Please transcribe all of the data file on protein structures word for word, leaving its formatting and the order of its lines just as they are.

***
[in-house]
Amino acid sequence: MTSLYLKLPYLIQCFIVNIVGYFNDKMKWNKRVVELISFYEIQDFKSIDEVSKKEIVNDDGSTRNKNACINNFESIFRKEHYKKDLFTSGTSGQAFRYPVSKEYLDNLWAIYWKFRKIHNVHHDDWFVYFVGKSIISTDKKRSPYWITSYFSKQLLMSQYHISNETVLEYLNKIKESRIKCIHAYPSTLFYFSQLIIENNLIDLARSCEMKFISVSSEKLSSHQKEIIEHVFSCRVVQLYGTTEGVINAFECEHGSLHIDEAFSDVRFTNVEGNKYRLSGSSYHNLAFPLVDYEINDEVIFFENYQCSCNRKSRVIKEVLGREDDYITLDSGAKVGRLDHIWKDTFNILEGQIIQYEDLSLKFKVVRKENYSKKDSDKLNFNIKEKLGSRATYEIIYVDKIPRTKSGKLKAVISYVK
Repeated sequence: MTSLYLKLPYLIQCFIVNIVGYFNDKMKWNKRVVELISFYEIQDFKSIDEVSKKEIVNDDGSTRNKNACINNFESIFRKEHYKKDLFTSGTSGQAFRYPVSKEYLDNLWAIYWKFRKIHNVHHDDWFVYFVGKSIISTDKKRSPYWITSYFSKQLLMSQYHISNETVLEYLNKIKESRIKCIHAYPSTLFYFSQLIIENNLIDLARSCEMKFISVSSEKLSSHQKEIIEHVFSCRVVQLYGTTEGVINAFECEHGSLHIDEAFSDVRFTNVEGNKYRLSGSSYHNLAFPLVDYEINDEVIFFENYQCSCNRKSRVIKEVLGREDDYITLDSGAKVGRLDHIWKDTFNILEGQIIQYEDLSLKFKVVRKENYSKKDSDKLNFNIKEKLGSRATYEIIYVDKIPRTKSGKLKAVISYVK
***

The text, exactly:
[in-house]
Amino acid sequence: MTSLYLKLPYLIQCFIVNIVGYFNDKMKWNKRVVELISFYEIQDFKSIDEVSKKEIVNDDGSTRNKNACINNFESIFRKEHYKKDLFTSGTSGQAFRYPVSKEYLDNLWAIYWKFRKIHNVHHDDWFVYFVGKSIISTDKKRSPYWITSYFSKQLLMSQYHISNETVLEYLNKIKESRIKCIHAYPSTLFYFSQLIIENNLIDLARSCEMKFISVSSEKLSSHQKEIIEHVFSCRVVQLYGTTEGVINAFECEHGSLHIDEAFSDVRFTNVEGNKYRLSGSSYHNLAFPLVDYEINDEVIFFENYQCSCNRKSRVIKEVLGREDDYITLDSGAKVGRLDHIWKDTFNILEGQIIQYEDLSLKFKVVRKENYSKKDSDKLNFNIKEKLGSRATYEIIYVDKIPRTKSGKLKAVISYVK
Repeated sequence: MTSLYLKLPYLIQCFIVNIVGYFNDKMKWNKRVVELISFYEIQDFKSIDEVSKKEIVNDDGSTRNKNACINNFESIFRKEHYKKDLFTSGTSGQAFRYPVSKEYLDNLWAIYWKFRKIHNVHHDDWFVYFVGKSIISTDKKRSPYWITSYFSKQLLMSQYHISNETVLEYLNKIKESRIKCIHAYPSTLFYFSQLIIENNLIDLARSCEMKFISVSSEKLSSHQKEIIEHVFSCRVVQLYGTTEGVINAFECEHGSLHIDEAFSDVRFTNVEGNKYRLSGSSYHNLAFPLVDYEINDEVIFFENYQCSCNRKSRVIKEVLGREDDYITLDSGAKVGRLDHIWKDTFNILEGQIIQYEDLSLKFKVVRKENYSKKDSDKLNFNIKEKLGSRATYEIIYVDKIPRTKSGKLKAVISYVK